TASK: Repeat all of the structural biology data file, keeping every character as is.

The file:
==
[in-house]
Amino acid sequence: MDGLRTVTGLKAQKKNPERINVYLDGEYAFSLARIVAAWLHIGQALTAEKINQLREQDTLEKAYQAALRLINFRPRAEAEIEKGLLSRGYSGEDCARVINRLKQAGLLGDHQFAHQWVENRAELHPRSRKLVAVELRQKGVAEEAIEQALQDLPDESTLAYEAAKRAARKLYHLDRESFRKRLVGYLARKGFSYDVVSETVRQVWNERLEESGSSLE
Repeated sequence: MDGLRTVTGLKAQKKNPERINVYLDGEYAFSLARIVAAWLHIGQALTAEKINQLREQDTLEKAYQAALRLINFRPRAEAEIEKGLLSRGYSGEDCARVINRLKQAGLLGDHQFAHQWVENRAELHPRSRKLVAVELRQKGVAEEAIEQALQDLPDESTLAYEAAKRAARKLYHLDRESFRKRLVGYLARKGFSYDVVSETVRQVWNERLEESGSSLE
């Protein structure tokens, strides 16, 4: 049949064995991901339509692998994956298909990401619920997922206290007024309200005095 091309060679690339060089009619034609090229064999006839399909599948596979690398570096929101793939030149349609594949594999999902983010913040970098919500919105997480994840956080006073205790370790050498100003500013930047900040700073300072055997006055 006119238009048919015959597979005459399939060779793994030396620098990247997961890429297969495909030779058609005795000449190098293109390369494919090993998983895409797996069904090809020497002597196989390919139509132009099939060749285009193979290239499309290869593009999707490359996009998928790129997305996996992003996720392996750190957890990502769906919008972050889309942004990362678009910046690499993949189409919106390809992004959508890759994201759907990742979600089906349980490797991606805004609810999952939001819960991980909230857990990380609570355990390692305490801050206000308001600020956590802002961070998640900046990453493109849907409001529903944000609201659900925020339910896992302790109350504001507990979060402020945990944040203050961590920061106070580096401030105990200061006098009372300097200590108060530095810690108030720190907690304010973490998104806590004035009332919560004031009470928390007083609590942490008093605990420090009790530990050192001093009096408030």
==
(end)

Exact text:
[in-house]
Amino acid sequence: MDGLRTVTGLKAQKKNPERINVYLDGEYAFSLARIVAAWLHIGQALTAEKINQLREQDTLEKAYQAALRLINFRPRAEAEIEKGLLSRGYSGEDCARVINRLKQAGLLGDHQFAHQWVENRAELHPRSRKLVAVELRQKGVAEEAIEQALQDLPDESTLAYEAAKRAARKLYHLDRESFRKRLVGYLARKGFSYDVVSETVRQVWNERLEESGSSLE
Repeated sequence: MDGLRTVTGLKAQKKNPERINVYLDGEYAFSLARIVAAWLHIGQALTAEKINQLREQDTLEKAYQAALRLINFRPRAEAEIEKGLLSRGYSGEDCARVINRLKQAGLLGDHQFAHQWVENRAELHPRSRKLVAVELRQKGVAEEAIEQALQDLPDESTLAYEAAKRAARKLYHLDRESFRKRLVGYLARKGFSYDVVSETVRQVWNERLEESGSSLE
């Protein structure tokens, strides 16, 4: 049949064995991901339509692998994956298909990401619920997922206290007024309200005095 091309060679690339060089009619034609090229064999006839399909599948596979690398570096929101793939030149349609594949594999999902983010913040970098919500919105997480994840956080006073205790370790050498100003500013930047900040700073300072055997006055 006119238009048919015959597979005459399939060779793994030396620098990247997961890429297969495909030779058609005795000449190098293109390369494919090993998983895409797996069904090809020497002597196989390919139509132009099939060749285009193979290239499309290869593009999707490359996009998928790129997305996996992003996720392996750190957890990502769906919008972050889309942004990362678009910046690499993949189409919106390809992004959508890759994201759907990742979600089906349980490797991606805004609810999952939001819960991980909230857990990380609570355990390692305490801050206000308001600020956590802002961070998640900046990453493109849907409001529903944000609201659900925020339910896992302790109350504001507990979060402020945990944040203050961590920061106070580096401030105990200061006098009372300097200590108060530095810690108030720190907690304010973490998104806590004035009332919560004031009470928390007083609590942490008093605990420090009790530990050192001093009096408030």